Summary: To work for the crown of life and not to build up a kingdom just on this earth
SBC Philippi 6/26/05 pm
Rev. Jeff Simms
The Crown of Life
Purpose Statement: To work for the crown of life and not to place our trust in things of this world
There are two things I think that stand out in this passage that we will look at tonight that we will go back to again and again. First, it seems that God’s definition of success is very different than the world’s. That God doesn’t use the same standards the world does. Second, that the goal of the successful person in God’s eyes isn’t on this world at all. Our goal is on a more permanent prize that won’t fade away or perish.
Remember that James is writing to those who have been scattered out of Jerusalem for their faith. These are persecuted believers from many different stations in life. Some of them were rich, but most were poor. James uses several statements of contrast to contrast the world’s view of the person from Gods. He first tells the brother of humble circumstances that he should take pride in his high position. The humble circumstances are the poor physical position he may find himself in. He is without job perhaps or without a home to live in having lost it for his faith.
James says he should take pride in his high position. You might wonder what high position is this. This is the high position of being a child of God and a heir of the kingdom. That’s something I need to keep remembering. Though this world may not acknowledge me this world is not my home. I am a child of a king and one day scripture makes it clear that I will be a heir of the kingdom. It says this over and over again in scriptures like Galatians 4:7; Romans 8:17; Galatians 3:29 and 2 Timothy 4:8. Paul and Peter both got excited about the crown of righteousness that was waiting for them in heaven. We can’t even imagine what this glory and prize will be like. But, Paul exhorts us through the word to live in such a way that we might run the race with endurance and might win. (1 Cor 9:25)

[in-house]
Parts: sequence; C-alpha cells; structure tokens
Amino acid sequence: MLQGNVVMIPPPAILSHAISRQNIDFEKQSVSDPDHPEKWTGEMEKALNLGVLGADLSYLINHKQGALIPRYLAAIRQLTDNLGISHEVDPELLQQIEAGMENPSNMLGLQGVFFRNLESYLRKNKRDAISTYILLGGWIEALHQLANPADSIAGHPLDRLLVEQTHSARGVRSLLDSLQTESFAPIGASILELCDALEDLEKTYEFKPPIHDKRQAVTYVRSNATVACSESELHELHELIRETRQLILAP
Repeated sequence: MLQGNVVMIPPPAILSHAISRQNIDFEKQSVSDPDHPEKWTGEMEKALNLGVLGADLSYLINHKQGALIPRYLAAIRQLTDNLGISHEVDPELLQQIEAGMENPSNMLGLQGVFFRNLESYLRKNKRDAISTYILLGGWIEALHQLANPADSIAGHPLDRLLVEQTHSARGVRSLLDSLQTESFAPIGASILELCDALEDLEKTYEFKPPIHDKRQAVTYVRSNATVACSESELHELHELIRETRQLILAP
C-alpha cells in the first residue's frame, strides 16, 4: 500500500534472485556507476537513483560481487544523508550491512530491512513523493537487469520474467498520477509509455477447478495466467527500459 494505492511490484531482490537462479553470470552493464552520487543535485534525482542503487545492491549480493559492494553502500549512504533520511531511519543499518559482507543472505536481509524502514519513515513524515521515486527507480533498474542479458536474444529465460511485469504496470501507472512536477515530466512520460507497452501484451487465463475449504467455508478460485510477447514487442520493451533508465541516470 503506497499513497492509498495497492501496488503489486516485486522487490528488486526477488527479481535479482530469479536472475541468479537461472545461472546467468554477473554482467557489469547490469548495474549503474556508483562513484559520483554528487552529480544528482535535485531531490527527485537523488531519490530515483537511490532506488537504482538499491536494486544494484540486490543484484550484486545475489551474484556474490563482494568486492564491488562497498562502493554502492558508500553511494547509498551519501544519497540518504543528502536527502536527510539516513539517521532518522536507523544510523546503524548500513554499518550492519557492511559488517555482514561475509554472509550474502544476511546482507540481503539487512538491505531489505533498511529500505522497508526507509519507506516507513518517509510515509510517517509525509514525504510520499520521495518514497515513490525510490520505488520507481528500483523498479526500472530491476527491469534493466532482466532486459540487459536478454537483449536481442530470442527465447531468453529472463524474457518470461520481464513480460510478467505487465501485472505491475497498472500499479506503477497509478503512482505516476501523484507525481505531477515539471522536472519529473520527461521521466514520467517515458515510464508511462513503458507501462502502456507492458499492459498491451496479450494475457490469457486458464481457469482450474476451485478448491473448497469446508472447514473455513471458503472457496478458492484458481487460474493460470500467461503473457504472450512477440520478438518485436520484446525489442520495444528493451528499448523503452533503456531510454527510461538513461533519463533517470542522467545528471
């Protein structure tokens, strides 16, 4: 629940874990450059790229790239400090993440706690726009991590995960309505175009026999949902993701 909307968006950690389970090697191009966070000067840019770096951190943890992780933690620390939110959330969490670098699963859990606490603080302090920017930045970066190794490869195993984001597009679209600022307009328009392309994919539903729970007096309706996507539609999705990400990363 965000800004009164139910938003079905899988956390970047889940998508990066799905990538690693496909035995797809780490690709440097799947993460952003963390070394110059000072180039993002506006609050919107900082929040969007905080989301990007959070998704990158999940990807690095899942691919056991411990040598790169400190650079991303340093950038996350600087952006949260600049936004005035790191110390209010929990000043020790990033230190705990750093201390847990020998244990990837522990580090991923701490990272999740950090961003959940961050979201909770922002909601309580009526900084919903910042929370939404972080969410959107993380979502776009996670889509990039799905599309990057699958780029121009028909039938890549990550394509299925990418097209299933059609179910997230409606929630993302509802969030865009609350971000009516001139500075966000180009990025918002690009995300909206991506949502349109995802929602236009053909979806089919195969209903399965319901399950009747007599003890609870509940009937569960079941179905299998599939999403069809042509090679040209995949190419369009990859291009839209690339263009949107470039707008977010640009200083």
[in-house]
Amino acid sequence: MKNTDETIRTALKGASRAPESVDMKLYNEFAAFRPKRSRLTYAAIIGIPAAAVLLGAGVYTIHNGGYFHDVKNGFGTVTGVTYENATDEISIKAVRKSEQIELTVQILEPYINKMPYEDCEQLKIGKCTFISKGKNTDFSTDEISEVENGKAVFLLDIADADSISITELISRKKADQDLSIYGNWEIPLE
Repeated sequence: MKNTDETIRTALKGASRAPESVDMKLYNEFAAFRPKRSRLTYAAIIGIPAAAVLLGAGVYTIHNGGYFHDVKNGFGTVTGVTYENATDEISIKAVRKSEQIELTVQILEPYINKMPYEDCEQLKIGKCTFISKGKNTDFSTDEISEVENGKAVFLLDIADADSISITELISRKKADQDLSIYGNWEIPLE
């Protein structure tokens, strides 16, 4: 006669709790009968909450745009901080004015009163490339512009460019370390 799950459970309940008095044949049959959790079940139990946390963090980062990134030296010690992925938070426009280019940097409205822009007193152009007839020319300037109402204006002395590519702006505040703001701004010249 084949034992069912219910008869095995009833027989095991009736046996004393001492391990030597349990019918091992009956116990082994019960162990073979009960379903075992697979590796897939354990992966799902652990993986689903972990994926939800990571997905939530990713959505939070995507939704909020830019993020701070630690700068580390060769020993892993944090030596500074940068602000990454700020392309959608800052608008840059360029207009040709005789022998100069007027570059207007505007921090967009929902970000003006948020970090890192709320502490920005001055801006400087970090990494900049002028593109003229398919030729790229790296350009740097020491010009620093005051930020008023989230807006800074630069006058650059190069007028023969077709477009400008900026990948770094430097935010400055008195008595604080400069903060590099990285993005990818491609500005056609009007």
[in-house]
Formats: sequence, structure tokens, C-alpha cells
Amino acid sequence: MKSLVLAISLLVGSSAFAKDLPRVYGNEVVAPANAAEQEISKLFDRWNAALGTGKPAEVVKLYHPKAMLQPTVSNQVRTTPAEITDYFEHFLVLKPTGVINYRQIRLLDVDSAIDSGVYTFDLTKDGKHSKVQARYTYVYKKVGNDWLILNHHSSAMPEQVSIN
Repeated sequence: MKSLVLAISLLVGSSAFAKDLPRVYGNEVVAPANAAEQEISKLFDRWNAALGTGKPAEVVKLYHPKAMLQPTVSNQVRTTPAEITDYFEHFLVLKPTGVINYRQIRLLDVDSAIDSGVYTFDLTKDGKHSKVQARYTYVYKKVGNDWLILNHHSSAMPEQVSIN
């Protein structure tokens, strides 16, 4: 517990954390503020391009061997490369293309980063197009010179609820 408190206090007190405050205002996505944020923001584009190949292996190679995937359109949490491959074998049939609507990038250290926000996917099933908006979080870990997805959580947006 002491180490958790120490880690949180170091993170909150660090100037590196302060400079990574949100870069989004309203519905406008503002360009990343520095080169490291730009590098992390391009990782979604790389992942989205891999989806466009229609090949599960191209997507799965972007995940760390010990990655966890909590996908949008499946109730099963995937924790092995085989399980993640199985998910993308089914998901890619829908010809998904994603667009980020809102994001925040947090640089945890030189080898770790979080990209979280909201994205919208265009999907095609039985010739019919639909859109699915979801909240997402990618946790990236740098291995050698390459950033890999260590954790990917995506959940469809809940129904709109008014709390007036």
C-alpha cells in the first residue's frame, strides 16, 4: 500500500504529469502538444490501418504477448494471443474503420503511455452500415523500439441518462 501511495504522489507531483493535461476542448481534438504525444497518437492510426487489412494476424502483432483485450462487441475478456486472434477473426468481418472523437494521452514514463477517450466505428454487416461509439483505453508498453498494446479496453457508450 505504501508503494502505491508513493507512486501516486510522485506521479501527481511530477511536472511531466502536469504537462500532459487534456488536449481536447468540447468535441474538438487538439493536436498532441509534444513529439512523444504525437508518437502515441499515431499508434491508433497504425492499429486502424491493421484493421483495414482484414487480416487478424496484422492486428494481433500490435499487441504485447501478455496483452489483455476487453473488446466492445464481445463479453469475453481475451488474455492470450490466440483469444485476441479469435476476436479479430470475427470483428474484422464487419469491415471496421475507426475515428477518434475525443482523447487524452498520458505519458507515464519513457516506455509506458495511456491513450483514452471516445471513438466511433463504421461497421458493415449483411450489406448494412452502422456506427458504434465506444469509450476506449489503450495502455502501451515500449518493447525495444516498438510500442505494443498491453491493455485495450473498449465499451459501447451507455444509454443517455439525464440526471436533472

Clovis Chappell told the story of the evacuation of the city of Pompei which was destroyed in AD 79 by the eruption of Mt.Vesuvius. During the excavation of the city, there was found a body embalmed by the ashes of the volcano. It was that of a woman. Her feet were turned toward the city gate, but her face was turned backward toward something that lay just beyond her outstretched hands. The prize for which those frozen fingers were reaching was a bag of pearls.
Chappell says, “though death was hard at her heels, and life was beckoning to her beyond the city gates, she could not shake off their spell. She had turned to pick them up with death as her reward.” (From a sermon by Kelly Randolph, “Rich Man, Poor Man”)
This is the sad fate of many who put their trust in riches. They don’t realize they are neglecting what is eternal for what won’t profit them for very long at all.
There was another brother who was told who is rich to take pride in his low position. It could say low because he had been brought low because his wealth had been taken away or possibly because he had been humbled through trials. In any case, James makes it clear that we are not to work for the riches that will pass away. James says in 4:14 that we are like a mist that appears for a little while and then vanishes. (As an illustration you could use a candle and a match here to illustrate the smoke) This believer can rejoice because what his trials or her trials may be we should remember as Paul said in Romans 8:18 that the sufferings of the present aren’t worthy comparing to the glory which shall be revealed in us.